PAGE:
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# TRUST REGION METHODS FOR DEEP REINFORCEMENT LEARNING

# TRUST REGION METHODS

- The basic building block of Machine learning is to optimize some kind of objective function like the mean squared loss or max log-likelihood. Minimize the loss and in the process optimize the weights and biases, do this iteratively and you will get a well-performing model
- The optimization of weights can be done in two ways. i) Line search method ii)Trust region method. In the former, we select a step-size length (called the learning rate) to update our weights. In trust-region, we select a trust region around (having a maximum step size or learning rate) and within that region, we find a point of improvement.
**Within each trusted region, you are choosing a point for improvement, but in line search you have a global point to reach, hence you are taking steps towards it. It is stable to do region-wise improvement.**

- Adaptive learning rate are good alternatives, but they are regulated based on some optimizing function. Like time step, after reaching certain iteration decrease your learning rate. But this comes with its own set of problems of choosing proper time step to reduce learning rate and RL algorithms are sensitive to hyperparameters.
- Drawing parallels to real-life,
**imagine having a fixed range flashlight while moving through an open area. So you trust your senses within that region and only take steps where you think you are moving in the right direction. You can have stable updates in your movement.** - Now coming to the limitations of line search methods. Suppose you are a mountain climber. According to the line search method, you are allowed to move with a fixed step size length. But there are high chances that you may fall off the clip by over-stepping the peak of the mountain. But in the trust region method, you fix a maximum step size and analyze within that region, where to go. This improves stability and also you don’t fiddle around a sensitive hyperparameter.

## LIMITATIONS OF POLICY GRADIENT METHODS AND HOW TRUST-REGION METHODS ADDRESS THESE ISSUES

- In the previous article about PG methods, we jotted down a few points about the limitations of policy gradient. These methods are data-inefficient as they throw away the previously learnt policy and generate a new set of transitions in each iteration. Off-policy algorithms like DDPG, solve this by having a replay buffer where they store previous transitions. Here we store previously generated transitions and then sample a random mini-batch to calculate the loss function and optimize our network parameters
- But here we have an unstable update. Initially, our estimates are bad hence generated policy is sub-optimal → As we reuse our old bad policy to generate new transitions, we collect bad samples → which worsens our policy. Bad policy is generated in each iteration if we have a large step size and if we have a small step size, convergence is slow
- Also, it is empirically proven that the critic network which determines the value function of a state
**IS MORE SENSITIVE TO NETWORK WEIGHTS COMPARED TO ACTOR POLICY.**

- So to achieve a stable update, we need to update the weights of the actor-network directly, hence update our policy based on previously learnt policy.
**Using the previously learnt policy to update our current policy, serves as a proxy for replay buffer so it is ON-POLICY ALGORITHM now as we are using our previously learnt policy as a base for our new policy. It is not truly on-policy as in on-policy we need to generate a completely new trajectory and the data is thrown away after one gradient update, but here we keep the previously learnt policy and update the policy.** **BUT WHY USE PREVIOUS POLICY AND UPDATE WITHIN A TRUST REGION (DON’T MOVE TOO MUCH AWAY FROM YOUR OLD POLICY)?**- The answer is to reduce variance. Before this, we need to understand “Importance sampling”. It is estimating one distribution by sampling from another distribution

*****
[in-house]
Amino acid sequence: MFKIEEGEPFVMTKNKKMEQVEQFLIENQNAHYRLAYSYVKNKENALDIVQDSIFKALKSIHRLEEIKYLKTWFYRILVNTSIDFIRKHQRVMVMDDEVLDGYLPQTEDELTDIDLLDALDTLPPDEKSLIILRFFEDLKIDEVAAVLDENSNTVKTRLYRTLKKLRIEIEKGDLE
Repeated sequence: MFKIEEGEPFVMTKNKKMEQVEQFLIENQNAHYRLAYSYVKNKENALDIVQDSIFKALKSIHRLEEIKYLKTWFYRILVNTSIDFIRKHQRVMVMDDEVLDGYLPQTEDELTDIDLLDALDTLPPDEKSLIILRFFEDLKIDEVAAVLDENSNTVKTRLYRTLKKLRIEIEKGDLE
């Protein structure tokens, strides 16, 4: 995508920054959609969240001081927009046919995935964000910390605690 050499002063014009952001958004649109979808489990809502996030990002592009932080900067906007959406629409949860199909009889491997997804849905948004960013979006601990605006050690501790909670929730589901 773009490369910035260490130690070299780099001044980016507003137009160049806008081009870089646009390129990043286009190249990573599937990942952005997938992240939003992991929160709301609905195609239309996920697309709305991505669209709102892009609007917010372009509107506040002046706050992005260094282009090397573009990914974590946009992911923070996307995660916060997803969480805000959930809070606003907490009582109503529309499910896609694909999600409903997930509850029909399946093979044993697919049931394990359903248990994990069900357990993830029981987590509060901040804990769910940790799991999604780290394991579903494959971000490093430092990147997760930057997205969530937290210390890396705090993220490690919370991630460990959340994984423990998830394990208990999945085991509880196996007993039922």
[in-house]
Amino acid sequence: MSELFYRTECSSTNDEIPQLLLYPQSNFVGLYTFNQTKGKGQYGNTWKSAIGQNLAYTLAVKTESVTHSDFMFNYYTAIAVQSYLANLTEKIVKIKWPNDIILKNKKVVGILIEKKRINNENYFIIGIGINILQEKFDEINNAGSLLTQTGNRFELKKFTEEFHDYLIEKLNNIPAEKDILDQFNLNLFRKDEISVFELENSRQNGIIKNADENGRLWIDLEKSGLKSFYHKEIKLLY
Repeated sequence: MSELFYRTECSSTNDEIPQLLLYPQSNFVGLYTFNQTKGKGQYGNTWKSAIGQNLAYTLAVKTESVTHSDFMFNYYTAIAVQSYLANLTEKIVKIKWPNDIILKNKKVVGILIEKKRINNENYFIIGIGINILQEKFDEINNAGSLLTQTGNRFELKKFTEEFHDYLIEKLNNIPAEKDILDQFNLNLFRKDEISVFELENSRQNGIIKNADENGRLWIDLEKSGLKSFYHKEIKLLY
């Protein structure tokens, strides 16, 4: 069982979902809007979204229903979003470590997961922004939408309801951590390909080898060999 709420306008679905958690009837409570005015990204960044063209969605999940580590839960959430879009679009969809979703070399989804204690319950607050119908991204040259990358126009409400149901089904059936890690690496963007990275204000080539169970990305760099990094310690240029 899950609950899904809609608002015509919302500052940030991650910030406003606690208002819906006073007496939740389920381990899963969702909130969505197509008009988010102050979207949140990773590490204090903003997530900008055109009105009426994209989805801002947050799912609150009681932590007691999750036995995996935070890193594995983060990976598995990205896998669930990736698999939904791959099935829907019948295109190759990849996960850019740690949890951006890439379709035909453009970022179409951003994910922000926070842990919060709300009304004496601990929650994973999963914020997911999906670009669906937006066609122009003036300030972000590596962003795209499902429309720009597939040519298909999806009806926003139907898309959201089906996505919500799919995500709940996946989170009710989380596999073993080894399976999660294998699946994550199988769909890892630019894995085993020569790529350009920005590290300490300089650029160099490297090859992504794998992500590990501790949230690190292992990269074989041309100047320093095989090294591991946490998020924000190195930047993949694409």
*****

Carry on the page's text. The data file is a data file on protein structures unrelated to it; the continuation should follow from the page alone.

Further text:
**So here we have two distributions p(x) and q(x). We want to calculate the expectation of the function f(x) by following the distribution p(x). So here p(x) is the new policy and q(x) is the old policy. Now we are playing a game in our reinforcement learning environment and sample a trajectory given our current policy and we want to estimate our reward (f(x)). We can do that by sampling from the current policy p(x), but it is noisy as we are learning it, hence we use the old policy q(x) to estimate the total reward.**Now if we calculate the variance before and after importance sampling, we get

- LHS is before importance sampling and the right one is after importance sampling, we will see that they are nearly similar except for the first term in both side. So p(x)/q(x) >>1, we have a larger variance which means our current policy is much different from the old policy. But if p(x)/q(x) <<1, we have lower variance (inherent regularization). SO IT IS SUITABLE TO UPDATE OUR POLICY BY UTILIZING THE PREVIOUSLY LEARNT POLICY AND WE HAVE CONTROL ON VARIANCE OF OUR POLICY.

## TRPO (TRUSTED REGION POLICY OPTIMIZATION)

- The gradient of a function is only accurate close to that function, here the gradient of our objective function is only accurate close to the current policy. This is optimization within the constraints of a trusted region. So our new policy must not move too far away from the current policy.
- This can be seen as doing gradient update with a constraint, we don’t want our updated policy to move far away from the current policy.
**This gives us an idea about KL (Kullback-Leibler) divergence.** - KL divergence gives the distance between 2 distributions or how much different are two distributions.

- The intuition for the KL divergence score is that when the probability for an event from P is large, but the probability for the same event in Q is small, there is a large divergence. When the probability from P is small and the probability from Q is large, there is also a large divergence, but not as large as the first case. (Note here P and Q are the old and new policy probability distribution respectively).